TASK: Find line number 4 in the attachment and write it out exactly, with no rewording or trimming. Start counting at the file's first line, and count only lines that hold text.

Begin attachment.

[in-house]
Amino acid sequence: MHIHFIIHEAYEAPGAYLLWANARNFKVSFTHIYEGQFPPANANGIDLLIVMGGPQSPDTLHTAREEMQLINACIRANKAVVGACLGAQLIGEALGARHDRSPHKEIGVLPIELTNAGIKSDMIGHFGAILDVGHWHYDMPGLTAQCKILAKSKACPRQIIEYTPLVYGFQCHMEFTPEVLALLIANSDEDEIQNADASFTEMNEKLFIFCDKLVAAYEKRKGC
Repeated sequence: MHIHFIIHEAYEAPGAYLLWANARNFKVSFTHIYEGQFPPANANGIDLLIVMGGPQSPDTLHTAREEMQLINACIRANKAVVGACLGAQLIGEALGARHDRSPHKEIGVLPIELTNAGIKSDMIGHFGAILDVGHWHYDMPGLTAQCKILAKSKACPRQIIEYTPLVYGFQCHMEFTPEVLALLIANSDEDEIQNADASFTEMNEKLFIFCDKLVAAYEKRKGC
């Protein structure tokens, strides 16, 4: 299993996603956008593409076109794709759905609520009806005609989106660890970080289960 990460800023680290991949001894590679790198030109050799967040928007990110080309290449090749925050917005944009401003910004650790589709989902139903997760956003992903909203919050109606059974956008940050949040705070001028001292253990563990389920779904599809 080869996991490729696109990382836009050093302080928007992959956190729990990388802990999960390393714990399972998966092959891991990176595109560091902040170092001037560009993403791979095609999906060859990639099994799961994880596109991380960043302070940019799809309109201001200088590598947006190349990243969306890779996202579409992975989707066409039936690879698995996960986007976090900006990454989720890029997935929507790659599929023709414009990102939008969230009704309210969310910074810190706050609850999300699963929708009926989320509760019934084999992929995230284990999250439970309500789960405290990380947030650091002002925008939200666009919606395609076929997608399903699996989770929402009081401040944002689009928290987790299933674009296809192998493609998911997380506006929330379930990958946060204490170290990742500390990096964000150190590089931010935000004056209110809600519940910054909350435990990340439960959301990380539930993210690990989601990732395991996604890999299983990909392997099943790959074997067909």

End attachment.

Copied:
């Protein structure tokens, strides 16, 4: 299993996603956008593409076109794709759905609520009806005609989106660890970080289960 990460800023680290991949001894590679790198030109050799967040928007990110080309290449090749925050917005944009401003910004650790589709989902139903997760956003992903909203919050109606059974956008940050949040705070001028001292253990563990389920779904599809 080869996991490729696109990382836009050093302080928007992959956190729990990388802990999960390393714990399972998966092959891991990176595109560091902040170092001037560009993403791979095609999906060859990639099994799961994880596109991380960043302070940019799809309109201001200088590598947006190349990243969306890779996202579409992975989707066409039936690879698995996960986007976090900006990454989720890029997935929507790659599929023709414009990102939008969230009704309210969310910074810190706050609850999300699963929708009926989320509760019934084999992929995230284990999250439970309500789960405290990380947030650091002002925008939200666009919606395609076929997608399903699996989770929402009081401040944002689009928290987790299933674009296809192998493609998911997380506006929330379930990958946060204490170290990742500390990096964000150190590089931010935000004056209110809600519940910054909350435990990340439960959301990380539930993210690990989601990732395991996604890999299983990909392997099943790959074997067909």